How many processor cores can MossWinn use?

Questions and answers specific to the FIT menu.
Z. Klencsar
Posts: 9
Joined: Fri May 20, 2016 11:17 pm

How many processor cores can MossWinn use?

Postby Z. Klencsar » Sat Feb 25, 2017 8:31 pm

With multi-core processors having 4-8 processor cores possibly along with additional hyper-threading feature becoming now more and more common, question may arise concerning the optimum number of cores one needs in order to best exploit the power in MossWinn's parallel computing algorithms. Regarding hyper-threading, we note that what matters to MossWinn is the maximum number of threads the processor can execute simultaneously, as opposed to the actual number of cores. This means, for example, that similarly to the Windows OS, MossWinn sees a 4 Core / 8 Thread (4C/8T) processor as an 8 Core one. So whenever we say "cores" below we actually refer to the number of threads the processor can execute simultaneously.

It should also be considered that - at least in the case of MossWinn - multi-core computing is useful first of all to make slow processes fast or faster, as opposed to make an already fast process even faster. This is because the setup and launch of multiple threads also takes some extra execution time whose investment does not pay off when it is comparable with the execution time of the original process, which may well happen when the latter is an easy task even for a single core.

MossWinn turns to parallel computing in connection with several of its functions in and outside of the FIT menu. Here we treat the case of the FIT menu only. First we consider FIT menu functions assuming that the FIT model fitted to the spectrum/spectra does not include a PHS (paramagnetic hyperfine structure, see http://www.mosswinn.hu/phsd/phsd.htm) theory requiring a numerical spherical integral to be carried out (which latter is inherently designed as being a parallel algorithm).

In such cases MossWinn turns to multi-core computing in the case of the following functions:

Global - This performs fitting via the Evolution Algorithm (EA, see Nuclear Instruments and Methods in Physics Research B 129 (1997) 527., http://dx.doi.org/10.1016/S0168-583X(97)00314-5). From each generation of solutions the algorithm generates 24 offsprings whose fitness needs to be evaluated. This process is carried out via a parallel algorithm. From this point of view the number of offsprings (24) is a quite suitable choice, as the evaluation job is readily distributed over 2, 3, 4, 6, 8 and 12 processor cores. The maximum number of cores MossWinn can use for this purpose is 12, in which case each thread launched handles the evaluation of only 2 offsprings. Note, however, that MossWinn continuously monitors the performance of the Evolution Algorithm, and may decide to use less than the maximum number of available cores should this result in a faster overall execution. At the same time, it will always launch at least 2 threads (each thread handling the evaluation of 12 offsprings).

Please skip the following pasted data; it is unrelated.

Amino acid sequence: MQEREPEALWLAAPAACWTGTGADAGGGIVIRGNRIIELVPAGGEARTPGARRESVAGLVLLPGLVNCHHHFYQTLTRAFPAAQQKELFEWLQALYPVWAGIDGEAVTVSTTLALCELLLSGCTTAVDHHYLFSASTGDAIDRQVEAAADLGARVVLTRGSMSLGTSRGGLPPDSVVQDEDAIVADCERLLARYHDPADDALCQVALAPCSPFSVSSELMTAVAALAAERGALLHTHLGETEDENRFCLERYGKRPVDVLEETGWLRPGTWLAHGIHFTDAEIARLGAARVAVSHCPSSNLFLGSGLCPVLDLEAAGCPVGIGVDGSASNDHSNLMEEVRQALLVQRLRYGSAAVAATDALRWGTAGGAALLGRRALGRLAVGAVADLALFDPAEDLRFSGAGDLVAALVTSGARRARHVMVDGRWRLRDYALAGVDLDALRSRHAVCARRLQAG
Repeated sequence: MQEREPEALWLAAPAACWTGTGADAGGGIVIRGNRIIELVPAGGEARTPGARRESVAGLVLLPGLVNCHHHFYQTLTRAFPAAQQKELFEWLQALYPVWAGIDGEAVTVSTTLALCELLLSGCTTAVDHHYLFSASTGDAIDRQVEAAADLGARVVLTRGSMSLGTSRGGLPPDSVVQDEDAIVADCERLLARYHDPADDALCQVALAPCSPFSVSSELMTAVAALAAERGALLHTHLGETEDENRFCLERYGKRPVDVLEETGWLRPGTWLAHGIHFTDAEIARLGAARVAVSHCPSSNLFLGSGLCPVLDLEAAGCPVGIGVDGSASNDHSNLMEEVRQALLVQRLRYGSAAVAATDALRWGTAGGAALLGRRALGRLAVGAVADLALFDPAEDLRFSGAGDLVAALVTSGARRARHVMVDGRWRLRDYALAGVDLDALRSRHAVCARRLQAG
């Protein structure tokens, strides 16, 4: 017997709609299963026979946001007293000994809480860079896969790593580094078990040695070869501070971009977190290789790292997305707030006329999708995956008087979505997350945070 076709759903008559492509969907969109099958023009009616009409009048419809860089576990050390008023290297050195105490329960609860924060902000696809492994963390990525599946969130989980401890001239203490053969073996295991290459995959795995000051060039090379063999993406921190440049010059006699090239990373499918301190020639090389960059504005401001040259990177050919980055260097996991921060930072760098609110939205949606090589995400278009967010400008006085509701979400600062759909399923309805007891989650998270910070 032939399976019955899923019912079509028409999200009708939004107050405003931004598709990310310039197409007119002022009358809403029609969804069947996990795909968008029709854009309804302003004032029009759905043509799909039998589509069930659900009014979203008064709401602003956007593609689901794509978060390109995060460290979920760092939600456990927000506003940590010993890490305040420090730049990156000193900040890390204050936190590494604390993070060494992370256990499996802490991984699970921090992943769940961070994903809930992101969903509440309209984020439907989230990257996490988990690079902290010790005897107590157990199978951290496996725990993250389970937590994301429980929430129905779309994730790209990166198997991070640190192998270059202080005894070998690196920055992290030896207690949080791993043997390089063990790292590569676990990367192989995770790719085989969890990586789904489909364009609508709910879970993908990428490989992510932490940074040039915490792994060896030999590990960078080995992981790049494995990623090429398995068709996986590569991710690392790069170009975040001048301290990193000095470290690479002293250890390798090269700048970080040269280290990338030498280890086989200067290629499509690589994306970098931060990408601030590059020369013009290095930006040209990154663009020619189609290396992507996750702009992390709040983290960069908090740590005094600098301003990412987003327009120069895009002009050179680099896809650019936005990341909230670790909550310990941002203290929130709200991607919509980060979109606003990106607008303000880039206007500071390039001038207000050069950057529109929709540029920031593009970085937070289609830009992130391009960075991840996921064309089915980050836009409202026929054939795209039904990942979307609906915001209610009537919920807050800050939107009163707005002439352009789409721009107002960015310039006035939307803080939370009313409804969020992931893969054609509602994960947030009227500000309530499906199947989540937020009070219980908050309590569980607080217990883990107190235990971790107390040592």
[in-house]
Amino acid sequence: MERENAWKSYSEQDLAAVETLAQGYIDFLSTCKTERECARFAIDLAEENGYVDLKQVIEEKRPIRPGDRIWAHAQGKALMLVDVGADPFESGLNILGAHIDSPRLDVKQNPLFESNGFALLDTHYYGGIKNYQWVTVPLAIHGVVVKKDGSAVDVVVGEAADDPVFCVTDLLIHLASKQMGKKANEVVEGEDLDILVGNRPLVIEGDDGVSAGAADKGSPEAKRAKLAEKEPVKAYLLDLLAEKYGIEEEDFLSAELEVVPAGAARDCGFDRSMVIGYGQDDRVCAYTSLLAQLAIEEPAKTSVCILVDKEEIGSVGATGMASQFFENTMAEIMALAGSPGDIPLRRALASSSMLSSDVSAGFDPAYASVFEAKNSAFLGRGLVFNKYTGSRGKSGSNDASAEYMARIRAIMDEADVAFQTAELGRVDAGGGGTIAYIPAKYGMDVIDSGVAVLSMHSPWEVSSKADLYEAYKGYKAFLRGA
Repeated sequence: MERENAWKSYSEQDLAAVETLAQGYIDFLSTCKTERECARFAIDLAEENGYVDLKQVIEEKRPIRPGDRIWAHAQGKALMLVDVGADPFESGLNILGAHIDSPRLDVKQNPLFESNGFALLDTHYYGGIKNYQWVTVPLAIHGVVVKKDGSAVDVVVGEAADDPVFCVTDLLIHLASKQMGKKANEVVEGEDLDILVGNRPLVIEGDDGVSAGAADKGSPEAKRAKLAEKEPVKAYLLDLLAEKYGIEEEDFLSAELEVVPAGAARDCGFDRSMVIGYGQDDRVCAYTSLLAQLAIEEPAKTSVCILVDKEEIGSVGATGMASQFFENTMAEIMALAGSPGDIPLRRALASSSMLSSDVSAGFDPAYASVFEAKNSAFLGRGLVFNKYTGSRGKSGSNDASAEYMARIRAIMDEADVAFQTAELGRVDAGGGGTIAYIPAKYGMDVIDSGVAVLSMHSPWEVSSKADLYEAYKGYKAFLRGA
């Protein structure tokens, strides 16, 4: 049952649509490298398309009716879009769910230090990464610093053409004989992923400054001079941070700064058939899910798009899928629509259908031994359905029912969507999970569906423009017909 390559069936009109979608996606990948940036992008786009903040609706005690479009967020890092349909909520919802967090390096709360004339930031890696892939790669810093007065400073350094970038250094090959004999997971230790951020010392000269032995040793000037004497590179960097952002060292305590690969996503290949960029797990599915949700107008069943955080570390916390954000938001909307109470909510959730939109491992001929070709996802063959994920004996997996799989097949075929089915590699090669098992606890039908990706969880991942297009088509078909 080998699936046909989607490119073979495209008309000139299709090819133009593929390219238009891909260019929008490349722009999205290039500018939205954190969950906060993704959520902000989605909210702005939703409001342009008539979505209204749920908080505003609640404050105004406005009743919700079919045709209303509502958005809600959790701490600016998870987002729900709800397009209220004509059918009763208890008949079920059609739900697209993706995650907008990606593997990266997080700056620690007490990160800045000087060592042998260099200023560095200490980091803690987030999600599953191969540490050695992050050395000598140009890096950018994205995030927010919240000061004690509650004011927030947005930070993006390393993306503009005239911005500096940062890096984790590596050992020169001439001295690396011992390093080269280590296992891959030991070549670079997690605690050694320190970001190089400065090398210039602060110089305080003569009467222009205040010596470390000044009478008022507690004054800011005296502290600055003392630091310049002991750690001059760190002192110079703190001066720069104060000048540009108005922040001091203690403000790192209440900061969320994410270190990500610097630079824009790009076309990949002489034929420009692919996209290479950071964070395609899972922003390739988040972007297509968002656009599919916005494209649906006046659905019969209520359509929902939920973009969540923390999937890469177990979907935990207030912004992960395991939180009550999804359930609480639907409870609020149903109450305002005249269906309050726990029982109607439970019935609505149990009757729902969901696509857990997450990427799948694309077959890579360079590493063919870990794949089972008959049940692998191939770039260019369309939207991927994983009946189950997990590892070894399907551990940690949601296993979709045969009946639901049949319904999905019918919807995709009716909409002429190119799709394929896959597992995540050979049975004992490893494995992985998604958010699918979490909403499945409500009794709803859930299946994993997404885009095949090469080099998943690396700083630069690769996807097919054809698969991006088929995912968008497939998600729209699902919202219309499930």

Fit - This performs fine tuning of fit parameters via a local search algorithm. Parallel computing can be realized in this case when simultaneous fitting of several spectra is performed. In such a case MossWinn can distribute the job of analysis of the simultaneously fitted spectra over several processor cores, each core handling a certain number of spectra. In the last (2016/10/22) release of MossWinn the program can use maximum 12 cores for this purpose, which number will be increased to 16 in the next release. The number of cores utilized is nevertheless also limited by the number of spectra fitted simultaneously (given that each thread launched must handle at least 1 spectrum). In addition, even in this case MossWinn evaluates its single-core and multi-core performance before starting the fit, and may decide to use only a single core for the analysis of multiple spectra, should this result in a faster execution. This typically happens when the calculation of the selected model is fast in comparison with the time needed to setup and launch multiple threads.

StD Cal - This performs calculation of the standard deviation of fit parameters arising due to the statistical noise in the spectra. In most cases this will not take too much time (especially when the recommended method - based on the first derivatives - is used),
but for the case you experience long execution times (which may happen when the number of fit parameters is large, e.g. in the order of 100 or higher) it is useful to know that this procedure can utilize up to 32 processor cores.

When a model including PHS (paramagnetic hyperfine structure, see http://www.mosswinn.hu/phsd/phsd.htm) theory - requiring the calculation of a numerical spherical integral - is fitted, then MossWinn always uses parallel computing for the calculation of the spherical integral. In this procedure MossWinn can use up to 32 processor cores. When Global Search is performed (via EA) to fit such a model, MossWinn launches altogether at least twice as many threads as the number of processor cores (assuming the latter does not exceed 32), which will most probably push processor usage up to 100%. In theory, in such a situation MossWinn could benefit from core numbers higher than 32.

Overall it is recommended to use a 4C/8T or a 6C/12T processor to run MossWinn, considering higher number of cores (such as 8C/16T) especially when paramagnetic hyperfine structure models are to be fitted.